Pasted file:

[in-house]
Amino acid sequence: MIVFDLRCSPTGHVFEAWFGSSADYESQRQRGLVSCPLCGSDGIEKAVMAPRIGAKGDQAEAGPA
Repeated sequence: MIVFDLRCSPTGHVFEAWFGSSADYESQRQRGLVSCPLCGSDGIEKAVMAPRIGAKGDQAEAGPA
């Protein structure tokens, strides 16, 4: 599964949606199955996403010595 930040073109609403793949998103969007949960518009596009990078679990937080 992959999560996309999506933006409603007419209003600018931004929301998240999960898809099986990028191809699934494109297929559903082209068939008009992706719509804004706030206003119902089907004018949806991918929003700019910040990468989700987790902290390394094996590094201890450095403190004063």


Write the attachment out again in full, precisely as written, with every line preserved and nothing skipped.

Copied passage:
[in-house]
Amino acid sequence: MIVFDLRCSPTGHVFEAWFGSSADYESQRQRGLVSCPLCGSDGIEKAVMAPRIGAKGDQAEAGPA
Repeated sequence: MIVFDLRCSPTGHVFEAWFGSSADYESQRQRGLVSCPLCGSDGIEKAVMAPRIGAKGDQAEAGPA
């Protein structure tokens, strides 16, 4: 599964949606199955996403010595 930040073109609403793949998103969007949960518009596009990078679990937080 992959999560996309999506933006409603007419209003600018931004929301998240999960898809099986990028191809699934494109297929559903082209068939008009992706719509804004706030206003119902089907004018949806991918929003700019910040990468989700987790902290390394094996590094201890450095403190004063």